Winter counts are recordings of the Lakota tribal history. The Plains Indian Museum at the Buffalo Bill Center of the West has one winter count that is known as the lone dog winter count. That’s because Lone Dog was the last known keep of this tribal history. It’s a calendar representation of important events between 1800 and 1871.
Rebecca West, the curator of the museum, said it’s not like the calendars we are familiar with.
“It is really a spiral that starts at the center and goes counterclockwise, and it represents those 71 years in tribal history,” she said.
West says pictographs are used to represent events. This includes the Leonid meteor shower in 1833 that was recorded by other cultures.
“But also there are representations of different diseases. And right now, with [COVID-19], we’re thinking a lot about the pandemic,” said West. “And it brings back memories that these types of diseases and epidemics were here on the Plains and devastated Native cultures for hundreds and hundreds of years.”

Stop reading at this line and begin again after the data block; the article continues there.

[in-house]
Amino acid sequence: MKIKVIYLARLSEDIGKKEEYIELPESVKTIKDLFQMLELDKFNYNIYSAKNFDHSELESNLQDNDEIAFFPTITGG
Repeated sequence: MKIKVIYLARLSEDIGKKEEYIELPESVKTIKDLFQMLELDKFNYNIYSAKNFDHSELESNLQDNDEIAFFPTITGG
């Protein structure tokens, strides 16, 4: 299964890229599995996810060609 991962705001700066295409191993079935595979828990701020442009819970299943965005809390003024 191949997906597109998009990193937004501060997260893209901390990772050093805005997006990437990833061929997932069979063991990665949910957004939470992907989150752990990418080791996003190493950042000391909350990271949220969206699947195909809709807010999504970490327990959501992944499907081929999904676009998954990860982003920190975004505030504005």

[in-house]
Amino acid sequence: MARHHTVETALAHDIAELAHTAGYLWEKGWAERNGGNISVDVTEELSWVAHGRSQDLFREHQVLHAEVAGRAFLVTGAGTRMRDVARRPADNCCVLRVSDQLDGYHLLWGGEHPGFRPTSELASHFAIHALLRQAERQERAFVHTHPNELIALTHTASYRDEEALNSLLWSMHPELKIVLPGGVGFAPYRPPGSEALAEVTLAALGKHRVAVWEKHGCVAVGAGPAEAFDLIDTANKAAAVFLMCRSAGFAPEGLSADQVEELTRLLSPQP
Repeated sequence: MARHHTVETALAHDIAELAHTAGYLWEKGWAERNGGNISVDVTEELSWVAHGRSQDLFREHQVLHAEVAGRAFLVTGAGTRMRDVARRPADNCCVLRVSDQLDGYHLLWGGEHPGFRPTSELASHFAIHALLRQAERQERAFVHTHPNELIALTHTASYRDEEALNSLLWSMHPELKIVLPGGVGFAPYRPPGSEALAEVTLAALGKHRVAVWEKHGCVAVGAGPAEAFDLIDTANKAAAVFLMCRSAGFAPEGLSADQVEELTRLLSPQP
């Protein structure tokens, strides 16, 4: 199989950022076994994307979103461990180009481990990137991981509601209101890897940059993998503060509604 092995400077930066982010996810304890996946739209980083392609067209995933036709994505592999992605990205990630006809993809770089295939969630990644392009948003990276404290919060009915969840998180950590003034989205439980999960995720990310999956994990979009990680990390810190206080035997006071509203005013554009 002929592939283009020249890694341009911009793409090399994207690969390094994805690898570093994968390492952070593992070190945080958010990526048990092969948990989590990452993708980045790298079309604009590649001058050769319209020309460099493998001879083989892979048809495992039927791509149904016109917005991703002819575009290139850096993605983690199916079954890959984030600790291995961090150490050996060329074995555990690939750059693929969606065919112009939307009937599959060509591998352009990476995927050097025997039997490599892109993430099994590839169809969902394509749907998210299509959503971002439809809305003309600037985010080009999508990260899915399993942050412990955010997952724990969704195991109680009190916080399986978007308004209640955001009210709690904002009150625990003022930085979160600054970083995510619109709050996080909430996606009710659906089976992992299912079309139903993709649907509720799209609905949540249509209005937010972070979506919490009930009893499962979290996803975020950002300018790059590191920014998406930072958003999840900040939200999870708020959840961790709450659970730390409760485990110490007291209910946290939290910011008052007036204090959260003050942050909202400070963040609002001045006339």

An account of the whooping cough is represented as a picture of a man’s face with lines coming out of it. There are also representations of smallpox and measles.
“It’s interesting to see that these things did happen in earlier generations, and sometimes we forget so it’s come back to us in this one account,” said West.
Museum Minute was a series co-produced with Wyoming Public Media (WPM).